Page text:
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Why you should honour the ‘make good’ clause in a commercial lease

Why you should honour the 'make good' clause in a commercial lease

Everyone likes to work in nice surroundings, but any business making improvements to the premises it leases could be setting itself up for an expensive surprise when the time comes to move on.

That’s because commercial leases contain a ‘make-good’ clause. This places an obligation on the lessee to return the property to its original condition at the end of the lease.

As part of a contract, the lessee has no choice other than to honour a make-good clause.

If they don’t the landlord will undertake the work and charge the outgoing tenant for the costs involved.

Also bear in mind that the landlord may not be motivated to ensure the work is done as economically as possible.

While the departing tenant may think they’ve made a great improvement to the property, the landlord, their letting agent and future potential lessees may not see it in the same way.

A fitted office may reduce the pool of potential renters if it can’t easily be adapted to meet a wide range of current needs.

A stripped-out office may be more attractive to renters who want to stamp their own style on the space.

Be prepared

Businesses entering into a commercial lease need to take the make-good clause into account right from when the lease is first being negotiated and throughout its life. Here are a few things to consider:

  • At the very least the costs of making good need to be budgeted for as a long-term liability. Keep this in mind when undertaking alterations
  • Can improvements be made with removable partitions, freestanding shelving and plug-in lighting? This will avoid structural changes that are more expensive to reverse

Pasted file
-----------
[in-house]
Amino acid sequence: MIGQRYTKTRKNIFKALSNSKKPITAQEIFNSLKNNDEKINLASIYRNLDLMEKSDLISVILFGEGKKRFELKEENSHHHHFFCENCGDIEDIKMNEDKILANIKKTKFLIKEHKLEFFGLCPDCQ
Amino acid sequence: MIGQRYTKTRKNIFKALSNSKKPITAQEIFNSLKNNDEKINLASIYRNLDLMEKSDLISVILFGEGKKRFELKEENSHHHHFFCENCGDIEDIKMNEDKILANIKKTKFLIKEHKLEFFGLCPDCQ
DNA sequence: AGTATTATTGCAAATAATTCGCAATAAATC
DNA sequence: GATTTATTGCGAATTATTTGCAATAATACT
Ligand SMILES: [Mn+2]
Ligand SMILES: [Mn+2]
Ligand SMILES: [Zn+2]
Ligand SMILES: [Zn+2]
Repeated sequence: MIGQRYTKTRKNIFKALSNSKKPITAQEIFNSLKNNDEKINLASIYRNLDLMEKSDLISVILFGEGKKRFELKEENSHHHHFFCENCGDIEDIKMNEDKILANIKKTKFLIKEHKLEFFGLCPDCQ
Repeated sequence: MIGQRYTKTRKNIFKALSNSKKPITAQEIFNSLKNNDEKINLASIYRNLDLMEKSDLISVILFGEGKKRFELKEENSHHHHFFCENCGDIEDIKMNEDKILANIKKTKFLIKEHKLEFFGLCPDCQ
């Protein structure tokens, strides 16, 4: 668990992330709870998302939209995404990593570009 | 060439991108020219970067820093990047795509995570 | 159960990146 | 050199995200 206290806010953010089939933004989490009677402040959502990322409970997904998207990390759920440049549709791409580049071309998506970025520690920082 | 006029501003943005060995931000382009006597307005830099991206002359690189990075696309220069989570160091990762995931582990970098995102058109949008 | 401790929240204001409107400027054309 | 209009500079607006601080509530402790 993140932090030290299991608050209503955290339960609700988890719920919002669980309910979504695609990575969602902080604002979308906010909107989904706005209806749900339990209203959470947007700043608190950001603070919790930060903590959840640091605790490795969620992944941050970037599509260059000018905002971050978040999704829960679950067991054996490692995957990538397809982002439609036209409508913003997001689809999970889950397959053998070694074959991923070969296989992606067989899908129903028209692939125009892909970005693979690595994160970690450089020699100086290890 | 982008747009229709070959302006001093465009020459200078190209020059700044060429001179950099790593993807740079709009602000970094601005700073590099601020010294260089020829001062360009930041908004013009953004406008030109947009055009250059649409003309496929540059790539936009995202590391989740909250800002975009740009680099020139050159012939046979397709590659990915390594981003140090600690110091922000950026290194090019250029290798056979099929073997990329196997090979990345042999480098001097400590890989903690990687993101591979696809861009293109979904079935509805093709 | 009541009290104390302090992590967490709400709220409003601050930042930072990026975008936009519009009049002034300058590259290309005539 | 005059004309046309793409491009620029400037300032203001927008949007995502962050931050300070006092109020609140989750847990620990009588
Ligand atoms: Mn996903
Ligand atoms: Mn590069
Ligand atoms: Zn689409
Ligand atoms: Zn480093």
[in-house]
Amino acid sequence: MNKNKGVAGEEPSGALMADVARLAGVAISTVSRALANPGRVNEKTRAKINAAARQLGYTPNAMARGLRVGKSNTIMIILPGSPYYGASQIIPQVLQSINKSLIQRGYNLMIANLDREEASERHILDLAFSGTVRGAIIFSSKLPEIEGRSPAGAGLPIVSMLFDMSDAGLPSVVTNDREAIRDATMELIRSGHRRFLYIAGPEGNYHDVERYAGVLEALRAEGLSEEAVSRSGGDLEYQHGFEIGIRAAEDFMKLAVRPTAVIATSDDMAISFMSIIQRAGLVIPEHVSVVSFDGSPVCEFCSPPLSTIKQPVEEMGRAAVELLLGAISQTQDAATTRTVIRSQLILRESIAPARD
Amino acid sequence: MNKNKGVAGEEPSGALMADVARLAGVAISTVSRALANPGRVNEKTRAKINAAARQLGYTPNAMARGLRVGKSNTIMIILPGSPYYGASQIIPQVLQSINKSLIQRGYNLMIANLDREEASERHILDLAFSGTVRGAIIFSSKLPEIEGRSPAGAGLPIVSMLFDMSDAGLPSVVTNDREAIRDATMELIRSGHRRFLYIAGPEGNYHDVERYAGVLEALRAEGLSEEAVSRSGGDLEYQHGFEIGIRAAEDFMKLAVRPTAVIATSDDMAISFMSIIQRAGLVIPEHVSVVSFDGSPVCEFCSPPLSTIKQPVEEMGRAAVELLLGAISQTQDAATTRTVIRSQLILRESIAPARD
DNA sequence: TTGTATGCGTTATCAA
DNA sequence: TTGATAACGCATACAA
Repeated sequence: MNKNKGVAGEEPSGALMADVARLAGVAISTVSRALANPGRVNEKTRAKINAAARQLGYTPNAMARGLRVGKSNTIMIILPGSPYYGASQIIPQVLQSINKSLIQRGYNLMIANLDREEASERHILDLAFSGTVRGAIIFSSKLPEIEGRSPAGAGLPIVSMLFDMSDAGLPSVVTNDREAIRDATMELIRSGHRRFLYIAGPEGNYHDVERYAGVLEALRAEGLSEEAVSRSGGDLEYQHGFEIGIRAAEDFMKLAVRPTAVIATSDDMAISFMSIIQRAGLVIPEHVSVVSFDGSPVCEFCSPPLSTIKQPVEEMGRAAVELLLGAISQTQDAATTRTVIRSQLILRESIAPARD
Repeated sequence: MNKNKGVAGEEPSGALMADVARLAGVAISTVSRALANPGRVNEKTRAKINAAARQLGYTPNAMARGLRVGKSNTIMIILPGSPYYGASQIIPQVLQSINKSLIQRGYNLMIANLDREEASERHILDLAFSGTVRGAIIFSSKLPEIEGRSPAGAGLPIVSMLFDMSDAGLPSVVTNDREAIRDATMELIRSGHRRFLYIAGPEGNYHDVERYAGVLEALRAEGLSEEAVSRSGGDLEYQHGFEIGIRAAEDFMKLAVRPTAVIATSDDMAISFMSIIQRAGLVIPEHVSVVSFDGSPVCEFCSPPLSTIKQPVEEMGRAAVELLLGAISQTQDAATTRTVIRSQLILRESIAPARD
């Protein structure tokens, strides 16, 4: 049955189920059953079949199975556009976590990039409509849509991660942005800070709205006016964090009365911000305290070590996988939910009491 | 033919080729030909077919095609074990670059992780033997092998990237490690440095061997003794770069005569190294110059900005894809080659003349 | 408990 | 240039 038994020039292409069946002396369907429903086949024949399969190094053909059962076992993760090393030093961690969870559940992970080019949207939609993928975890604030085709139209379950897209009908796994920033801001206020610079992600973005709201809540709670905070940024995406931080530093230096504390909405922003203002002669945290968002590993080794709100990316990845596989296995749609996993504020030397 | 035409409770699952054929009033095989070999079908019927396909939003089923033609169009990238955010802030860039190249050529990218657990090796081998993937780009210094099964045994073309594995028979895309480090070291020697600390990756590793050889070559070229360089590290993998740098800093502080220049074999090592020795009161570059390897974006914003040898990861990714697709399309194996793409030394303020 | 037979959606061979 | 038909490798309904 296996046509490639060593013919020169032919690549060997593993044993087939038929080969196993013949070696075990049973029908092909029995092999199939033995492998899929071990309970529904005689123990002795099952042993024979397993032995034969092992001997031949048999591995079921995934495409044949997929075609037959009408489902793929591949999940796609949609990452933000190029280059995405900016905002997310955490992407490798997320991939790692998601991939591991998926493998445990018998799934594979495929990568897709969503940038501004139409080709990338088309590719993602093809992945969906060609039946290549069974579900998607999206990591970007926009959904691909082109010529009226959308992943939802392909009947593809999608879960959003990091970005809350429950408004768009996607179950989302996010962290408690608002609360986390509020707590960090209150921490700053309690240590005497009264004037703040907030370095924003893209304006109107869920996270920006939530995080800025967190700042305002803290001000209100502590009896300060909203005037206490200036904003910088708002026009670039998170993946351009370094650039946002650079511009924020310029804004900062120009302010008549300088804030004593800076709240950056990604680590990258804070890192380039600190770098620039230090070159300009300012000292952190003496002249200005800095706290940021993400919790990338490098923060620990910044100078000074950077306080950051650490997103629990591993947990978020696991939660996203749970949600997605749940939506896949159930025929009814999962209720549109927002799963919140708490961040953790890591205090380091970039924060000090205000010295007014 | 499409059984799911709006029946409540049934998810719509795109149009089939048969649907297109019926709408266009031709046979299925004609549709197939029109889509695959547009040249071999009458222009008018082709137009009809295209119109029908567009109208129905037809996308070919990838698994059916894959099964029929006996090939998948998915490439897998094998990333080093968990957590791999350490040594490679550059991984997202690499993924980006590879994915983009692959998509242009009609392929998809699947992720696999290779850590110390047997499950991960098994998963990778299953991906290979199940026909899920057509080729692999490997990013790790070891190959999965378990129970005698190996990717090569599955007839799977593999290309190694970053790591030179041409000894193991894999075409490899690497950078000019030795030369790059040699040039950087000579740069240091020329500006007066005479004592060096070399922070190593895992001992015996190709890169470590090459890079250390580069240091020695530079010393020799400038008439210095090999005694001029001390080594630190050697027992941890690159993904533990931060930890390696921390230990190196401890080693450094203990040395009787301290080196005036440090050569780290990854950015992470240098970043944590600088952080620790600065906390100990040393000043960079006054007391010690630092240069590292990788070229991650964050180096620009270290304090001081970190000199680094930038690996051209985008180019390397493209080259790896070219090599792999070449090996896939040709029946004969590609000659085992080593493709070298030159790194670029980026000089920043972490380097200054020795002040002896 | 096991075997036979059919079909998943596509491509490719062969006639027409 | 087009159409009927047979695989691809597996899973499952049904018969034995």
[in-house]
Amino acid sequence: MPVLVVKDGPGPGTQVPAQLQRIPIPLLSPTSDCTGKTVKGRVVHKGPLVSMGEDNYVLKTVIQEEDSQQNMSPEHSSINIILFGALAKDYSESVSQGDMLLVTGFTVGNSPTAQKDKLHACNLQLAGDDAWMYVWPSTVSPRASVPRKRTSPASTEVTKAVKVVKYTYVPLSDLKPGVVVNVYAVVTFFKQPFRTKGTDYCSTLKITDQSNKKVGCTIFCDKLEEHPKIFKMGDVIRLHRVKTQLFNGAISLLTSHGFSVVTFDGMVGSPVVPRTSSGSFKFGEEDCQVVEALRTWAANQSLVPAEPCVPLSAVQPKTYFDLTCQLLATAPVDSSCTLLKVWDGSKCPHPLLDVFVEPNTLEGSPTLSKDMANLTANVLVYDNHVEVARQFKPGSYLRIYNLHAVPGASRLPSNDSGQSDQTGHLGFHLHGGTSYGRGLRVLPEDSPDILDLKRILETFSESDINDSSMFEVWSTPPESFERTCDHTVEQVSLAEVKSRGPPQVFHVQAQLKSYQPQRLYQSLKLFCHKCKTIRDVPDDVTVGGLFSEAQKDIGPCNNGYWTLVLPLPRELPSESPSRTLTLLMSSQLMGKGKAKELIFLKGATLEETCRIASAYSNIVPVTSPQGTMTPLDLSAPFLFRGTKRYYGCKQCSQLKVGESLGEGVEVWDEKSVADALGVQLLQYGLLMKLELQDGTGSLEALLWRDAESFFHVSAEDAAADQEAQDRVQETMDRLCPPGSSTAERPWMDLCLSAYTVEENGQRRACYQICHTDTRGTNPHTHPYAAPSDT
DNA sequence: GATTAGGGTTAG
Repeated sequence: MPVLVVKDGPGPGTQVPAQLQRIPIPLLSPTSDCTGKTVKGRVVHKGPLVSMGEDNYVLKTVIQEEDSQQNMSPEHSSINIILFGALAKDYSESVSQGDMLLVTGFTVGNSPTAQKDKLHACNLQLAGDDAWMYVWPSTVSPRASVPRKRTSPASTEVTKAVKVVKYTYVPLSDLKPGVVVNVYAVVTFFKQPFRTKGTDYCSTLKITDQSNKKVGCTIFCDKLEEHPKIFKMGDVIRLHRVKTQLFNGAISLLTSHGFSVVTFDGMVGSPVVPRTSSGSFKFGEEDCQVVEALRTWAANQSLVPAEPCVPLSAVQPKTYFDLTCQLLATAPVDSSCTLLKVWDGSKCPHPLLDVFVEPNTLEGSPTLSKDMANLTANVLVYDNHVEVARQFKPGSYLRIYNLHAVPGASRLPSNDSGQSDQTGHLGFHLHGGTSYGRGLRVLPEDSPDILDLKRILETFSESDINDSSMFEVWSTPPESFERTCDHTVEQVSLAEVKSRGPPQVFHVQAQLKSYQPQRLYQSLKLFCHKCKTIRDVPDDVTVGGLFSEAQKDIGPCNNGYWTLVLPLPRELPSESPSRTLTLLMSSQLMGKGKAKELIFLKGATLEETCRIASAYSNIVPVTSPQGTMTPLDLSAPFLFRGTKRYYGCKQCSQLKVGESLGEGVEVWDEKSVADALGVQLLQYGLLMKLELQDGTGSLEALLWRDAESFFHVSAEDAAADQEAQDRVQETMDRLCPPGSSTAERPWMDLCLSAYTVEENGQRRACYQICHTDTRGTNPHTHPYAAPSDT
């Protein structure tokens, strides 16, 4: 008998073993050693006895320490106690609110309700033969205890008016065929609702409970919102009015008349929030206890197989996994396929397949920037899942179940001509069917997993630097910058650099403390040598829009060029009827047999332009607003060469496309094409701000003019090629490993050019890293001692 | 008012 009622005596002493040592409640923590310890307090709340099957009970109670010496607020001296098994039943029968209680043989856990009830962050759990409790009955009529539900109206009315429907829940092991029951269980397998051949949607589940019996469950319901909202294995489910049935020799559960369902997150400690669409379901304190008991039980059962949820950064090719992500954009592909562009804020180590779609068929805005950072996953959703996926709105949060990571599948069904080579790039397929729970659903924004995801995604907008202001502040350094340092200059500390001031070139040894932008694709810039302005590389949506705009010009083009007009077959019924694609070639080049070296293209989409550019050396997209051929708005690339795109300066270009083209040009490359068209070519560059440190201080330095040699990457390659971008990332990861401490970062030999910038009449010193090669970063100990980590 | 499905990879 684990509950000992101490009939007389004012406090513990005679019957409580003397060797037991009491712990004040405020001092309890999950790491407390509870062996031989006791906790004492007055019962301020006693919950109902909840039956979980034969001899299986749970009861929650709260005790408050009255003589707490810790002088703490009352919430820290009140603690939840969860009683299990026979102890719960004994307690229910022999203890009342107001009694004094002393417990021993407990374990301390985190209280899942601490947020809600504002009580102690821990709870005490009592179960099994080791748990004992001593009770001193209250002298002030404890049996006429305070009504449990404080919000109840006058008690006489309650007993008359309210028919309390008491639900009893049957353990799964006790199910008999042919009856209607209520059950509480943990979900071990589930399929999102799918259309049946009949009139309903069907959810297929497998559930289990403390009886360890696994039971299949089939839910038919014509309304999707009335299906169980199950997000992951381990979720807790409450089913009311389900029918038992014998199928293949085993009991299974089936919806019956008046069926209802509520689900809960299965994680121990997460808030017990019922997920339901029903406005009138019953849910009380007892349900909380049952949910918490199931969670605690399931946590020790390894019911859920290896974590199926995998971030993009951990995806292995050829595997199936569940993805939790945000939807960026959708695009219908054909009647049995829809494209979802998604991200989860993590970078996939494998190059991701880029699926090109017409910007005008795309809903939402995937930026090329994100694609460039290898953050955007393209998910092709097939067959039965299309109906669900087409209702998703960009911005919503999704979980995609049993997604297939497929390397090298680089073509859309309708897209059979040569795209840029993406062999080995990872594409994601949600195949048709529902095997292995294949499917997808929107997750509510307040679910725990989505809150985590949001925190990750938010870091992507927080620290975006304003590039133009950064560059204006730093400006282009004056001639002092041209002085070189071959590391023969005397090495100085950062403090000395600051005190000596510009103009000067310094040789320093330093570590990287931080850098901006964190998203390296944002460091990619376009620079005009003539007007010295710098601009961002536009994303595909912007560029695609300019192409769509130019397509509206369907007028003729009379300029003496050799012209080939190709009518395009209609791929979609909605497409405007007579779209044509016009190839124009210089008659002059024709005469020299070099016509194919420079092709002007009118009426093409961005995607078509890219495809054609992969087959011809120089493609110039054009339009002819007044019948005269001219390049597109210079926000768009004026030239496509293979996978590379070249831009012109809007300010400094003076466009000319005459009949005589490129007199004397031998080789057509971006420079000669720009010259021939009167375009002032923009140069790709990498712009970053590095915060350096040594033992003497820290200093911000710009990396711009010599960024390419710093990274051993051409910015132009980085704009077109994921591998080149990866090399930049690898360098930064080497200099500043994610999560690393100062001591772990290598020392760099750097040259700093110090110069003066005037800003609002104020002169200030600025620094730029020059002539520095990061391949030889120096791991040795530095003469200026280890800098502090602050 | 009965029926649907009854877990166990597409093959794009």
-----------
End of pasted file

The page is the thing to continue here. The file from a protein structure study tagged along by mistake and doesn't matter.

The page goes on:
• Avoid excessive wear and tear. Desk chairs can make a real mess of polished timber floors. A protective mat can prevent the damage from occurring.

Negotiate and document

You will likely need landlord permission to make any structural changes to a commercial property. Include the make-good clause in any such negotiations.

If the landlord agrees that the changes will improve the future value and attractiveness of the property, you may be able to have them excluded from the make-good provisions. Just make sure there is a written agreement signed by both parties.

Get professional advice

Leasing a commercial property can be a daunting experience for many business owners, but it doesn’t need to be.

LDB’s real estate advisory group can assist renters with a retail and commercial lease, as well as tenancy negotiations.

Put our expertise to work in securing the best outcome from your commercial property leasing activities.

To find out more about our real estate advisory services, give us a call on (03) 9875 2900 or fill out the contact form below and we’ll be in touch.

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